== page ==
My work has provoked a range of responses: this page records some of the more positive ones.

In 2015, my research was profiled in the Church of England Newspaper (page 10 of the link), which described my first article as a ‘bold thesis… that attracted widespread attention’.

In 2015, Grace Davie, Professor Emerita of Sociology at Exeter University, listed my first article alongside Callum Brown’s Death of Christian Britain and Hugh McLeod’s Religious Crisis of the 1960s as one of the three most significant contributions in the historiography of postwar British Christianity since 1994.

In 2015, Alec Ryrie, co-editor of the Journal of Ecclesiastical History, and Professor in the Department of Theology and Religion at Durham, wrote about my second article on his blog, describing it as ‘wonderful‘ and ‘the most revelatory article in the issue’.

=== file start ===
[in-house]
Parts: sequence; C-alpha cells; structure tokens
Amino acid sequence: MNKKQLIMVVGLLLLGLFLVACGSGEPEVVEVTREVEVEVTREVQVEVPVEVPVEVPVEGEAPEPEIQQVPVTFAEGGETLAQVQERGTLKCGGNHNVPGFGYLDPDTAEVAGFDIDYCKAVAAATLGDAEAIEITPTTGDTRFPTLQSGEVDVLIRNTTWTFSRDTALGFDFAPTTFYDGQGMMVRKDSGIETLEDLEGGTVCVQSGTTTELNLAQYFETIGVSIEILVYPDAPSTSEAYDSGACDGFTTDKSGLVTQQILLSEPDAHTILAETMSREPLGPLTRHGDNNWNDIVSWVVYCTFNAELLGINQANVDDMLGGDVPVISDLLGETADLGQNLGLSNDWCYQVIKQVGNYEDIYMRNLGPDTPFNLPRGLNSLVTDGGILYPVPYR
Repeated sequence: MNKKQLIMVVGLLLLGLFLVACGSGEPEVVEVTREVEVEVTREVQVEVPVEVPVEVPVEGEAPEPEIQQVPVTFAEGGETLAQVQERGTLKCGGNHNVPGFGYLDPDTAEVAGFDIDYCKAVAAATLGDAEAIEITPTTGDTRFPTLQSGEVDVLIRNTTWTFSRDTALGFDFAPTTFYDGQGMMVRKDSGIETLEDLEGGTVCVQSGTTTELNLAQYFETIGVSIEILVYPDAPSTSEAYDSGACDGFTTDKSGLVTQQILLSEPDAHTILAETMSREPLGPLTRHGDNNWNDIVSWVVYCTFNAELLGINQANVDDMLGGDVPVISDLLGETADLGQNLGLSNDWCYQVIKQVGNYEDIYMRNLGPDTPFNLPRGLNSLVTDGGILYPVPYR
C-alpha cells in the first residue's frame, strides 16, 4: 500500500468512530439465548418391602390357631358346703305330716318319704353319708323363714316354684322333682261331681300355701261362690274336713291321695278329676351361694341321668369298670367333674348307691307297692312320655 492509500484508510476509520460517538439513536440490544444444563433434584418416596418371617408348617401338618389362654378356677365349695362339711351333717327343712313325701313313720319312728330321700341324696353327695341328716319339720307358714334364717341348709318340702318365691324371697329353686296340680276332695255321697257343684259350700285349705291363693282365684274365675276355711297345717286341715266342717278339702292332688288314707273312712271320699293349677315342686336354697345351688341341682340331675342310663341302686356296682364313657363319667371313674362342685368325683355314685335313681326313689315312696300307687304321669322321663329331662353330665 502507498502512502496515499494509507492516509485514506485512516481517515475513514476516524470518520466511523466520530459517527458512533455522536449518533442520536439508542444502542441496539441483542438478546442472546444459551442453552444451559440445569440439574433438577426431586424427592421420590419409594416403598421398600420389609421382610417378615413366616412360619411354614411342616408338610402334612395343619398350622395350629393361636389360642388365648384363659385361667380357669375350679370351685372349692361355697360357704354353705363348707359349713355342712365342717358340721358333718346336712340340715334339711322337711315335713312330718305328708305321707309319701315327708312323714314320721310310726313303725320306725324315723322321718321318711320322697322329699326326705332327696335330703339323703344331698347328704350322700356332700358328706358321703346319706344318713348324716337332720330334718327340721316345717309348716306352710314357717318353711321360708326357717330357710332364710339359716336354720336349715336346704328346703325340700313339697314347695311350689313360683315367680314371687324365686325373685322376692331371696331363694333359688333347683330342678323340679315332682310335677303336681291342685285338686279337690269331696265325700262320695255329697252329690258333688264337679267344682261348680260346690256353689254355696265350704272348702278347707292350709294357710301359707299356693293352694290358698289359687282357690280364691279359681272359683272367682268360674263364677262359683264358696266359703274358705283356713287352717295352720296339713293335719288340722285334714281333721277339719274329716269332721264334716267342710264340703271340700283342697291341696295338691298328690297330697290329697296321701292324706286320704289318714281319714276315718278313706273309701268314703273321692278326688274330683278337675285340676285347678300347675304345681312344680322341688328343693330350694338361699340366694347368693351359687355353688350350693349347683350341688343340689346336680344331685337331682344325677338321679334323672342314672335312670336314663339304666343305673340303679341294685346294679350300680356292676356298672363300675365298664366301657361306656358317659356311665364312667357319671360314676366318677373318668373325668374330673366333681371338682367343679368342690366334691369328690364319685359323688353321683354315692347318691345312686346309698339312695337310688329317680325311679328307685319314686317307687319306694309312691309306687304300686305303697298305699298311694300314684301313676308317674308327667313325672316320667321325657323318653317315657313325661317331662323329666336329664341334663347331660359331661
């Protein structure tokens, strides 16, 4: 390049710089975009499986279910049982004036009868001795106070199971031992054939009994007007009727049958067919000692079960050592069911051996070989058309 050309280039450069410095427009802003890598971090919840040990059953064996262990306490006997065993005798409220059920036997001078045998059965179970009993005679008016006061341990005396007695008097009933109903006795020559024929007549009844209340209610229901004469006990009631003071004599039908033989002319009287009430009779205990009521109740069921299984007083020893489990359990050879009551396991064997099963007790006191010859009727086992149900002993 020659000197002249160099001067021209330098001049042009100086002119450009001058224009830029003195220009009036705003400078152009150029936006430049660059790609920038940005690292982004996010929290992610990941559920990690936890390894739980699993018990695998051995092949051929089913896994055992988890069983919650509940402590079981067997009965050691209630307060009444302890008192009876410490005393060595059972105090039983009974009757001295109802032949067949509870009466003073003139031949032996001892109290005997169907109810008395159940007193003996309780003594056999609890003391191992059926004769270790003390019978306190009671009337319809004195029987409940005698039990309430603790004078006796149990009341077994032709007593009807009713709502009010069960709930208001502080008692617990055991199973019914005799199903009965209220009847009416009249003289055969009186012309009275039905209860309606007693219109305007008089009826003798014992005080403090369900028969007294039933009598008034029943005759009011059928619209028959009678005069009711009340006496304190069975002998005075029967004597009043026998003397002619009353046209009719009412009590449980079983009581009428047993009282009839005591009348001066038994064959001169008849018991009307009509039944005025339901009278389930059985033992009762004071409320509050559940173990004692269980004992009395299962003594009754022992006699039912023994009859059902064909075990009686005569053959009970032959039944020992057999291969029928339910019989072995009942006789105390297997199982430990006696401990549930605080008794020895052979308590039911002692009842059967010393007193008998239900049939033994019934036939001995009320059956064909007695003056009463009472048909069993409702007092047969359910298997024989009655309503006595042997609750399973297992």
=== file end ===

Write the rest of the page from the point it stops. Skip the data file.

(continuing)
In 2016, aspects of my DPhil thesis were discussed at length in an article by Jeremy Morris, Master of Trinity Hall, Cambridge. Morris described my work as one of ‘the most impressive restatements’ (p. 196) in the British secularization debate, although, naturally, he disagreed with it in various ways.

In 2017, David Martin (Professor Emeritus of Sociology, LSE) described my first article as ‘brilliant work, assiduously researched, and far more richly documented and placed in historical depth than my own’. He went on to observe, rightly, that I had unwittingly echoed many of the observations that he had made in the late 1960s.